Summer Reading List (2013)
Grades 1 – 4 (Elementary)
Summer will soon be here and many students are looking forward to a break from schoolwork, but summer is not a time to take a break from reading! Research tells us that when students don’t read for two months their skills regress. Reading is a skill which requires practice, just like baseball or math facts. Summer reading helps students of all ages keep their skills sharp so they are ready when school begins again in the fall.
Our summer reading list includes a list of suggested book titles related to a specific theme which connects to our Caring School Communities curriculum. The themes for this year are; friendship for grades 1 and 2 and believe in yourself for grades 3 and 4. In the summer reading packet you will find:
- A list of titles related to the grade level theme
- Additional suggested titles (both fiction and nonfiction)
- A response page
- A reading log
After reading a book related to the grade level’s theme, students can complete the attached response form. When students return to school in September they will have an opportunity to share what they have read over the summer. Students can use their response form to help them remember what they read and how it relates to the theme. A reading log is included so students can keep track of all of their summer reading. We have included some additional suggested titles not related to the theme, however please feel free to choose books not on the list based on your child’s interests and reading ability to help keep your child reading all summer long! Students who complete the reading response and the reading log over the summer will receive a certificate of completion.
Reading and writing are fun! Please spend some time with your child sharing and talking about your favorite books, authors and topics you like to read about. Remember we don’t always have to read a book. There are many magazines and newspapers out there to interest children of all ages and abilities. Some of the most informative and entertaining writing can be found on the colorful pages of a magazine. If you have a child who is a reluctant reader, short magazine articles on topics of high interest may bring your child back to the printed page. For children who can’t get enough reading, magazines are an enriching supplement to the books they are already reading and may open their eyes to a new area of reading interest. They just may discover a new favorite magazine this summer. And remember, you don’t need to purchase magazines; the Boyden Library has a great selection of magazines that are available for children.
The list and forms are also available at the Boyden Library, which is now located at 15 Payson Road. The Adult and Children’s sections are open: Monday through Thursday 10 a.m. - 8 p.m., Friday 10 a.m. - 6 p.m., and Saturday 10 a.m. - 5 p.m.
Directions to Boyden Library at Chestnut Green
To get from the Boyden Library to the Library at Chestnut Green, go north on Baker Street and turn left onto Chestnut Street. Follow Chestnut Street to PAYSON ROAD. Turn right onto PAYSON ROAD then turn into the parking lot at the PAYSON ROAD entrance across from the old auditorium. Look for the yellow Boyden Library sign. Please use the marked library entrance. The Library’s official address is 16 Chestnut Street; however, the library is at the back of the building on the PAYSON ROAD side, next door to the Medical Group Offices of Norwood Hospital.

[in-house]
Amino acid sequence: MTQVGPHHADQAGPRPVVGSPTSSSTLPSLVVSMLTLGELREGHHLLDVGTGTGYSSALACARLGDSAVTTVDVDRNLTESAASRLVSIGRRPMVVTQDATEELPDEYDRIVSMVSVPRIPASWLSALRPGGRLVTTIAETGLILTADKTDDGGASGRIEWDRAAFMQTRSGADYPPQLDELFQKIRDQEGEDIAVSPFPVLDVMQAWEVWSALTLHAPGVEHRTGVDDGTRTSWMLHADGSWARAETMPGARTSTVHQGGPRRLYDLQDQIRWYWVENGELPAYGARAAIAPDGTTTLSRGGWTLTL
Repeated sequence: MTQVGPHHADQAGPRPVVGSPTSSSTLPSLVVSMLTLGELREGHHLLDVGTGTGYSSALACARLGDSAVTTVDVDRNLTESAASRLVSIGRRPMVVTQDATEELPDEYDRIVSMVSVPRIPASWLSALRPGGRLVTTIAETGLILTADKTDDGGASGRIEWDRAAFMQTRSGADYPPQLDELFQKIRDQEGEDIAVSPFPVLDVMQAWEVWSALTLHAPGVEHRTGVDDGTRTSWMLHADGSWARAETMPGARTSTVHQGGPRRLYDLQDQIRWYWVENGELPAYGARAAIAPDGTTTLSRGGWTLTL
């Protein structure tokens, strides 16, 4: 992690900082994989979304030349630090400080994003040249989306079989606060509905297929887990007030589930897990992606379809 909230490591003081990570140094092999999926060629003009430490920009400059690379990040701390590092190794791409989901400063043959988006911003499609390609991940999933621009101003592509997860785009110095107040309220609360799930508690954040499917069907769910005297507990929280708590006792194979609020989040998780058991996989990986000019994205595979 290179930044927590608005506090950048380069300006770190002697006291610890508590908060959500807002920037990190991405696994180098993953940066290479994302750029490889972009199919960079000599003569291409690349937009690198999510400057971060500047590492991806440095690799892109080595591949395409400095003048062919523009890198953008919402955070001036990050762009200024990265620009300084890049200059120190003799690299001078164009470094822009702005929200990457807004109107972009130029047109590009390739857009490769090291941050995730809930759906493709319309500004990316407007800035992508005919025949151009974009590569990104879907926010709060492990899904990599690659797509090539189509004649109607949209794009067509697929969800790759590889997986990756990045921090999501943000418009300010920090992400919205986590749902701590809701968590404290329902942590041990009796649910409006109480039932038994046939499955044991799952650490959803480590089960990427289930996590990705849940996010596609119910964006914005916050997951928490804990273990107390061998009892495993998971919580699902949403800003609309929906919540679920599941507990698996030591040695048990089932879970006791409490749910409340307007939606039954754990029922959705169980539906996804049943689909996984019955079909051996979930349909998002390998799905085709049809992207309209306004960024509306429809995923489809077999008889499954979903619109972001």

We have also included a sampling of some of web sites, for parents and children that are available online. You will have to invest a little time to check to see if these websites fit the needs of your children. The web sites have literacy activities and information to help you keep your children reading and writing this summer.
Reading together, whether aloud or side by side, and talking about books is a very rewarding way to spend time together. Think of the great memories you will be creating. Have a great summer and keep on reading!
Websites for Kids:
This is the website for the show Between the Lions. It has easy to read stories you can read on line (or printable), and games that go with each story plus more suggestions for stories to check out at the library. Also Word Games to play on-line, or to print out and play, and songs and video clips from the show.
Based on the TV show Zoom, this website has directions for activities you can do at home that were featured on the show. Science, “magic” phenomena, arts and crafts, songs, puppet plays, recipes and games are explained with easy to follow directions to try at home.
Beginning readers can try the alphabet games and stories at this web site.
Mad-Libs to fill in, and web-books and comic books to read on-line
Reading Is Fundamental is a website where you can write stories with other kids around the country, listen to and read along with stories and songs, draw like your favorite illustrator, and browse book lists to find a good book.
Tumblebooks are animated storybooks for younger readers. This website also has audio books, puzzles, and games for children to play as well.
Websites for Parents:
Common Sense Media is a trusted source for media recommendations for kids. This link will take you to their “Best Book Apps for Kids” recommendations. The apps are rated for learning and organized by age group.
This link will take you to a great article entitled, “Summer Reading Loss”, written by Maryann Mraz and Timothy Rasinski which discusses the affects of summer loss on student achievement and what can be done to help curb summer reading loss.
Reading Rockets: Tips for parents of kindergarteners, first graders, second graders, and third graders (written in English and in ten other languages.) Help your child learn to read and read to learn.
Home page for Jim Trelease, author of the best selling Read Aloud Handbook, is a great resource for information on reading.